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Stresses in wood

Stresses in wood

Stresses in wood

I am having to check the strength of a mezzanine floor built of 2x8 beams, 3/4 ply and 2x4 posts.

Does anyone have tensile stress etc info for spruce and pine?
Is there a standard floor load or Safety factor I should aim at?

Makes a change from the usual financial engineering I am cursed to.


RE: Stresses in wood

A few thoughts:

1.  You should check the members for grading stamps, that would confirm what stresses you can use.

2.  You can call your local lumber yard and ask them what the "normal" lumber grade and species that is sold for general construction.  However, this is subject to change quite often depending on the lumber market.  But, it is a place to start.

3.  If you don't see any grading stamps, then you don't know for sure what the wood grade of the framing is.  I would consider the wood as Standard Construction Grade.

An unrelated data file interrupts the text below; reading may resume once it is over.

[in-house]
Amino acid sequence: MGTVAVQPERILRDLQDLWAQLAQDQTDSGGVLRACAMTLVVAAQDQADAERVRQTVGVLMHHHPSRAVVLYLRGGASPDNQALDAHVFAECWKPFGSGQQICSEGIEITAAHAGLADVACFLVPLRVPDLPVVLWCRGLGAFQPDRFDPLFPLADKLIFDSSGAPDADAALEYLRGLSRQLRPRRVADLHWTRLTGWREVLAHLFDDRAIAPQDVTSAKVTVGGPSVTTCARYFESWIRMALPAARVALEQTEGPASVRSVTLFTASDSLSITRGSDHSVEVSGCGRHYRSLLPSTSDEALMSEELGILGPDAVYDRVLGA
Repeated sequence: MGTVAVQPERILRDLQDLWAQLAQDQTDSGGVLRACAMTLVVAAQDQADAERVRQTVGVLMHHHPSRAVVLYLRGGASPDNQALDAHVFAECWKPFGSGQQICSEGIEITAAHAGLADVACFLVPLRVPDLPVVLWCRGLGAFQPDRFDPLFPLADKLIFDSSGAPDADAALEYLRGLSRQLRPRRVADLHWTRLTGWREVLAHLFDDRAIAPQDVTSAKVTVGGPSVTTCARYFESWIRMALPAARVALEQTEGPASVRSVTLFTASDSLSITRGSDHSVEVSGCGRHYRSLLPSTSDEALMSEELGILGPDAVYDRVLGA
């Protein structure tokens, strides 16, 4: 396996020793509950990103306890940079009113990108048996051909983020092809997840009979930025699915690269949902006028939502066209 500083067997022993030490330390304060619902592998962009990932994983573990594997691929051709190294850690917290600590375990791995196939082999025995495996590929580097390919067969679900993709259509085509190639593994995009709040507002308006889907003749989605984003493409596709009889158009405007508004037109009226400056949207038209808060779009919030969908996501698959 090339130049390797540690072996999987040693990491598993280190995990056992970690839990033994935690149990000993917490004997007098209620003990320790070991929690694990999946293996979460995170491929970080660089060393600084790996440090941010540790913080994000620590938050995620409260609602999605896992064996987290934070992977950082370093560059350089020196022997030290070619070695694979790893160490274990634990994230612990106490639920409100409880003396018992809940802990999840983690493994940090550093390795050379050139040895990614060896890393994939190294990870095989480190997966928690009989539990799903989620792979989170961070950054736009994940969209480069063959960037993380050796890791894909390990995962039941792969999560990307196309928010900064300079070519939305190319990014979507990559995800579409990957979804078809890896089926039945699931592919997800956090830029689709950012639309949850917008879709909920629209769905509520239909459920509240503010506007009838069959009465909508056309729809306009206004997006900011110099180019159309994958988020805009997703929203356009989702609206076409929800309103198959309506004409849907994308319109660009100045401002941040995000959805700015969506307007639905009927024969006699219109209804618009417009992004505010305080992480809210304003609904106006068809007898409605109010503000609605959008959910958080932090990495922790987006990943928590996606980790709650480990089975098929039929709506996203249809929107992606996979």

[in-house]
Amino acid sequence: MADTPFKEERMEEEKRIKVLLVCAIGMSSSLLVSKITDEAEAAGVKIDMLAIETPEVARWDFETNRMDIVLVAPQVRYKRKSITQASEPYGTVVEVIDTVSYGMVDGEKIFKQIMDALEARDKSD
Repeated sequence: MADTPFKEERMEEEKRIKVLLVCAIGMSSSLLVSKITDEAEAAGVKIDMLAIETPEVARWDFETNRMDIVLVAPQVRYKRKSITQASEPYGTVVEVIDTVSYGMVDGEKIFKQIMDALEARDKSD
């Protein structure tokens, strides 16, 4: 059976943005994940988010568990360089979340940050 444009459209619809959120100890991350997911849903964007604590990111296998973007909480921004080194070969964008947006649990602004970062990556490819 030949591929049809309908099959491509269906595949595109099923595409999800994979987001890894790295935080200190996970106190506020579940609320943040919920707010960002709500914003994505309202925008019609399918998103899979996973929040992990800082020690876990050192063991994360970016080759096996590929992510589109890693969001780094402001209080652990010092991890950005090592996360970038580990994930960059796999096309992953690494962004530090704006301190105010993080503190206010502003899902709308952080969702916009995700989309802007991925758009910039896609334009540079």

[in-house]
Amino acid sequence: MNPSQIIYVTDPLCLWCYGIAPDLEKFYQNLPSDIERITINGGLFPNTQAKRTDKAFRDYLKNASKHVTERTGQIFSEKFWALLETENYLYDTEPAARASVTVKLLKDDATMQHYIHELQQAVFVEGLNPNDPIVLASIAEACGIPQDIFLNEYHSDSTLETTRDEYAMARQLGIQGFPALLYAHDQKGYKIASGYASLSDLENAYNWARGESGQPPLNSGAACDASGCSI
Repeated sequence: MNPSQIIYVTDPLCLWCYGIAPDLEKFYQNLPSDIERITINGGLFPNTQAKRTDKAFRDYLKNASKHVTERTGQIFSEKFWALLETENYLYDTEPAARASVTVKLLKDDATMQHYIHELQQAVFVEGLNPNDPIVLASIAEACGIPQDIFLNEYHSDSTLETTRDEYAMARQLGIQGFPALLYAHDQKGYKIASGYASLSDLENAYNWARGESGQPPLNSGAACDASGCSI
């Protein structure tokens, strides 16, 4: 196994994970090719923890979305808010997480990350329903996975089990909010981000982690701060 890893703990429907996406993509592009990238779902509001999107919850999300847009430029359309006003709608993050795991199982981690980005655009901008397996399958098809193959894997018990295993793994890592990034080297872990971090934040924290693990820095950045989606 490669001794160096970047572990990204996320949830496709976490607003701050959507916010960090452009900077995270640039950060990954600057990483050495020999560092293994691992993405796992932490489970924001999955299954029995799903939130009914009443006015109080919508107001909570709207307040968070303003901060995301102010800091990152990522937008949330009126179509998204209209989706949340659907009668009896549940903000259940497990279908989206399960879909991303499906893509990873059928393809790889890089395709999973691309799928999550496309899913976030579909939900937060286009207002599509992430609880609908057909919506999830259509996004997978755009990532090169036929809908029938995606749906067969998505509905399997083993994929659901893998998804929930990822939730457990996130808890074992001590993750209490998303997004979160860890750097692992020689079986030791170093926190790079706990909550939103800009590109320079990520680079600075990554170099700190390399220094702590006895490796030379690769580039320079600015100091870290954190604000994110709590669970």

4.  From the AITC Timber Construction Manual, 2nd Edition Southern Pine, 2" to 4" thick, 6" and wider, Grade No. 3 Fb = 825 psi, Fv = 75 psi, Fc = 345 psi and E = 1,400,000 psi.

5.  The stress ratings of lumber have changed some, so for more accurate numbers you could check the website for the Southern Pine Council.

Hope this helps!

RE: Stresses in wood

In addition to jheidt2543 post,

Mezzanine floors for commercial should be engineered to 100 psf live load (in addition to 15 psf dead load). For residential it is 40 psf live load except balconies(balconies in residential is 60 psf).

RE: Stresses in wood

ERV - please clarify the 100 psf live load - in the U.S. the live load is based on occupancy so a mezzanine used for office space would have a live load of 50 psf (with 20 psf  more for partitions) and a mezzanine used for light storage would be 125 psf.

100 psf is for public assembly, exits, etc.

RE: Stresses in wood

I assumed it was a mezzanine for public assembly, sorry, but none specified. Office space may also have 100 psf for file cabinet area (I have run into this recently).

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